Obesity in America

U.S. Obesity Rate Higher Than Ever

  • CDC estimates 42.4% of U.S. adults had obesity and 9.2% had severe obesity in 2017, the highest incidence ever recorded in America (latest report).
    • Non-Hispanic Black adults (49.6%) had the highest prevalence of obesity, followed by Hispanic adults (44.8%), non-Hispanic White adults (42.2%) and non-Hispanic Asian adults (17.4%)
    • 2 states have an obesity prevalence of 35% or more — Alabama, Arkansas, Indiana, Kansas, Kentucky, Louisiana, Michigan, Mississippi, Oklahoma, South Carolina, Tennessee, West Virginia

Premature Death and Life-threatening Diseases Linked to Obesity

  • Obesity is linked to more than 40 other diseases including type 2 diabetes, heart disease, stroke, and certain types of cancer, some of the leading causes of preventable and premature death.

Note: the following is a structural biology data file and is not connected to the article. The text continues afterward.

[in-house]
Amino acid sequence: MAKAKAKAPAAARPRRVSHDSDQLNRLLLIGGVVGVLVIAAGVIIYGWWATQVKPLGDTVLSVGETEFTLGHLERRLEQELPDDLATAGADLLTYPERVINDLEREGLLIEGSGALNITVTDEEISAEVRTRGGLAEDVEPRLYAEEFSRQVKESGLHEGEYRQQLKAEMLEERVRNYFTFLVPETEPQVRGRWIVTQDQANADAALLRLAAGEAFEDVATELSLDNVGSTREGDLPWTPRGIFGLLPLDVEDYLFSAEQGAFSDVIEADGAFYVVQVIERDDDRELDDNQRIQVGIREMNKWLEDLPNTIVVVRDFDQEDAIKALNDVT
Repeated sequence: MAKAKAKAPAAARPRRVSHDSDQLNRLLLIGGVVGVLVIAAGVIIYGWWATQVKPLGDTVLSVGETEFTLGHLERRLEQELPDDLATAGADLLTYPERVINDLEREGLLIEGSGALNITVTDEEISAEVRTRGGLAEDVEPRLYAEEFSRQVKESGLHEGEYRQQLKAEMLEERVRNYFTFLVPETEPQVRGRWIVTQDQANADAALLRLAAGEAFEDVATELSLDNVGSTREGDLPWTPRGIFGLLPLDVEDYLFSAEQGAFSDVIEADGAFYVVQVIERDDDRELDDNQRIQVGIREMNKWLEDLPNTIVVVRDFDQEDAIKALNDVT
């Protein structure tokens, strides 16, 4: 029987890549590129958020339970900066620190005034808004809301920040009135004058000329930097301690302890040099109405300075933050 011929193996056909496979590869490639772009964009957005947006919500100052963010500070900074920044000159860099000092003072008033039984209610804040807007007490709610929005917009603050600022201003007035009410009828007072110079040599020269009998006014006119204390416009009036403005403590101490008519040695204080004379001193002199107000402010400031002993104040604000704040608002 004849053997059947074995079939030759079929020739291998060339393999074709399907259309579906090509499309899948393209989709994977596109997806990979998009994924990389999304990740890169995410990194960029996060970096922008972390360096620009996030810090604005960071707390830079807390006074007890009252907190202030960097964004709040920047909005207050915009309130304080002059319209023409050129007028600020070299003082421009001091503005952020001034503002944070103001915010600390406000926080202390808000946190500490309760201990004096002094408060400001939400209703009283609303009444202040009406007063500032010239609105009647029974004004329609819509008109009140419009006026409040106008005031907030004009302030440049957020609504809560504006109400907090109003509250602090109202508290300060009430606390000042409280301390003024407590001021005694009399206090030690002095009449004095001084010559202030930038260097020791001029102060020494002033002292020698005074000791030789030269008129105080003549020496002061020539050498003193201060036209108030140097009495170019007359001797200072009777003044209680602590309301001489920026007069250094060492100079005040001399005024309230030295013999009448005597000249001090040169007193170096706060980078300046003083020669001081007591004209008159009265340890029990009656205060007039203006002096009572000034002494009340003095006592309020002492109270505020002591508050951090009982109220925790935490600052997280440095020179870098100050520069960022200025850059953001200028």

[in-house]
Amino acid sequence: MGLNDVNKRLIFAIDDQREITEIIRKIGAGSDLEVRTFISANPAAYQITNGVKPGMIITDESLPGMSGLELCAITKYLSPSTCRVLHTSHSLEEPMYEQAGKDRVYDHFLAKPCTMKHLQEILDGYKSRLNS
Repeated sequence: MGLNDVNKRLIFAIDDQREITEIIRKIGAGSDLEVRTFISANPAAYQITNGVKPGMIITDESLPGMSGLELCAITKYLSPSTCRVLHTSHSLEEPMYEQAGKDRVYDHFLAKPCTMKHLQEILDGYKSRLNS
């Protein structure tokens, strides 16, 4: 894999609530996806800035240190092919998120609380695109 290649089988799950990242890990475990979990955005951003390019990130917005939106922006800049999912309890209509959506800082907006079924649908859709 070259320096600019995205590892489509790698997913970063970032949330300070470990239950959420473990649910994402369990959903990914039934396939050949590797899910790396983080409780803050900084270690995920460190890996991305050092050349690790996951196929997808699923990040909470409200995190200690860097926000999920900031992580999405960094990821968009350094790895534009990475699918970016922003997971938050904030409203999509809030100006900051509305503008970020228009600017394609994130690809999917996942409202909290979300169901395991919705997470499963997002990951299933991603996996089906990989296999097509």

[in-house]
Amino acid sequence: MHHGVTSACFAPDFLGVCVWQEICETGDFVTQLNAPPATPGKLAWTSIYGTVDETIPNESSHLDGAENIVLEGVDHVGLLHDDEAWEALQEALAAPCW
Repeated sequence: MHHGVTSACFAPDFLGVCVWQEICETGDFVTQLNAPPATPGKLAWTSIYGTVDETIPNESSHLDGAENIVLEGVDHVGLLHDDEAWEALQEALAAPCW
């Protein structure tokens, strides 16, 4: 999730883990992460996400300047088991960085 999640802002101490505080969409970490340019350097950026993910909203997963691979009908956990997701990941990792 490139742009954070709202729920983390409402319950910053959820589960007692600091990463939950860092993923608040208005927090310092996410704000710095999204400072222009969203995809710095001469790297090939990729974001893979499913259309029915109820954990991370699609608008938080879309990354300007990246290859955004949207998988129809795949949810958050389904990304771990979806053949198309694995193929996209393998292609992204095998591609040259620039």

• Overweight and obesity were associated with nearly 1 in 5 deaths (18.2%) in the U.S. between 1986 and 2006, according to a study published in the American Journal of Public Health.

Treatment with Metabolic and Bariatric Surgery

  • Metabolic/bariatric surgery is the most effective and durable treatment for severe obesity leading to significant weight loss and the improvement, prevention or resolution of many related diseases.
    • Studies show bariatric surgery may reduce a patient’s risk of premature death by 30-50%
    • Patients may lose as much as 60% of excess weight six months after surgery and 77% of excess weight as early as 12 months after surgery
    • Overall, bariatric surgery has complication and mortality rates (4% and 0.1%, respectively) comparable to some of the safest and most commonly performed surgeries in the U.S., including gallbladder surgery, appendectomy and knee replacement.

Metabolic and Bariatric Surgery is Significantly Underutilized

  • An estimated 256,000 bariatric surgeries were performed in 2019, which represents less than 1% of the currently eligible surgical population based on body mass index (BMI).
    • Nearly 60% were sleeve gastrectomies, an increasingly popular procedure that involves removing most of the stomach and shaping the remainder into a tube or sleeve, restricting the amount of food it can hold. About 18% of procedures were gastric bypass.